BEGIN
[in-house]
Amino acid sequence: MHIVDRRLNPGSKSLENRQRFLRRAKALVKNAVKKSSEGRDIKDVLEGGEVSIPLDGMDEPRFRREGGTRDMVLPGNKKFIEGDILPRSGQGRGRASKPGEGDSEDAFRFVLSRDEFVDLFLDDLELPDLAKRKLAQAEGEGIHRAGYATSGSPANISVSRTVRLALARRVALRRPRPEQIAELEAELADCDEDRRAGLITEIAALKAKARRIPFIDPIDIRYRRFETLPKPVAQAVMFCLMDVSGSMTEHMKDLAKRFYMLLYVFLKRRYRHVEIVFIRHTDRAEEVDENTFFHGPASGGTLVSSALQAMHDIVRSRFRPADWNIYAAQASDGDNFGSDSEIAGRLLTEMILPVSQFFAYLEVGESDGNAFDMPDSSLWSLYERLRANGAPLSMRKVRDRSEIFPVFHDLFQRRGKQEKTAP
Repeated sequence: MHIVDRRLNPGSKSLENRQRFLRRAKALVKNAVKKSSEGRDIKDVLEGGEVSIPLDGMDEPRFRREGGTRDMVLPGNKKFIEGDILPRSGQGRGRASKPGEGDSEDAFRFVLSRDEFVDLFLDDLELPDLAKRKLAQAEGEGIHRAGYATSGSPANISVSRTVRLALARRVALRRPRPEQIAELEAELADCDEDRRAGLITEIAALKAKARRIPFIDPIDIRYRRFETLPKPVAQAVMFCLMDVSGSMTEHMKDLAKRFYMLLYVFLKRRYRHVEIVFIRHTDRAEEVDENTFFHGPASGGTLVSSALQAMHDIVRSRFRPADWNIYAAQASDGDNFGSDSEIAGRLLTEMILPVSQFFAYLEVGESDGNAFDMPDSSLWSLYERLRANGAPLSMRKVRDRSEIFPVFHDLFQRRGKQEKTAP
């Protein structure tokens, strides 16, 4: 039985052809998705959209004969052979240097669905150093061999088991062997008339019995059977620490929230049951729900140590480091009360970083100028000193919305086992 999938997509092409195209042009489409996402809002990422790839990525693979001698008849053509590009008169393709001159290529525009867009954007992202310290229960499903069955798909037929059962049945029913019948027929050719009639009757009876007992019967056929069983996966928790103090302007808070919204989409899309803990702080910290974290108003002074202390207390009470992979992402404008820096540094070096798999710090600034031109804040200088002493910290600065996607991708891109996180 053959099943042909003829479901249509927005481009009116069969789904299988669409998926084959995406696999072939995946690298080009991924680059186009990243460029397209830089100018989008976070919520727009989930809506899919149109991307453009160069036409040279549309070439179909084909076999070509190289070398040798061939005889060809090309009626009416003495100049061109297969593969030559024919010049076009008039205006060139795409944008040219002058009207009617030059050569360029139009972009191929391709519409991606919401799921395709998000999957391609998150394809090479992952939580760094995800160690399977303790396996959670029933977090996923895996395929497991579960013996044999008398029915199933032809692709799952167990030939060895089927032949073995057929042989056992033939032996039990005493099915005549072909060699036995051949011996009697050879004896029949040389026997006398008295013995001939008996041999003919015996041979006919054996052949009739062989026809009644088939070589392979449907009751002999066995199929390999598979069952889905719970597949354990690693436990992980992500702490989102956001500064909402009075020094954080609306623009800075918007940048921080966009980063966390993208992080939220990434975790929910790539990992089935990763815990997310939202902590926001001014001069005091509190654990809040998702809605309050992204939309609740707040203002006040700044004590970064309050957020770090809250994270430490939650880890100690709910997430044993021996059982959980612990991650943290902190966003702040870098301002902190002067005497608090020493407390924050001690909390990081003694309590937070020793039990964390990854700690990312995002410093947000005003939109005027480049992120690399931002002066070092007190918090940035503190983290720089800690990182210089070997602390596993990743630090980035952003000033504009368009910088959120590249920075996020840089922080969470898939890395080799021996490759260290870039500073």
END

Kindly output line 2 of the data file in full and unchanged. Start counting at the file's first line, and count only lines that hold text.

Amino acid sequence: MHIVDRRLNPGSKSLENRQRFLRRAKALVKNAVKKSSEGRDIKDVLEGGEVSIPLDGMDEPRFRREGGTRDMVLPGNKKFIEGDILPRSGQGRGRASKPGEGDSEDAFRFVLSRDEFVDLFLDDLELPDLAKRKLAQAEGEGIHRAGYATSGSPANISVSRTVRLALARRVALRRPRPEQIAELEAELADCDEDRRAGLITEIAALKAKARRIPFIDPIDIRYRRFETLPKPVAQAVMFCLMDVSGSMTEHMKDLAKRFYMLLYVFLKRRYRHVEIVFIRHTDRAEEVDENTFFHGPASGGTLVSSALQAMHDIVRSRFRPADWNIYAAQASDGDNFGSDSEIAGRLLTEMILPVSQFFAYLEVGESDGNAFDMPDSSLWSLYERLRANGAPLSMRKVRDRSEIFPVFHDLFQRRGKQEKTAP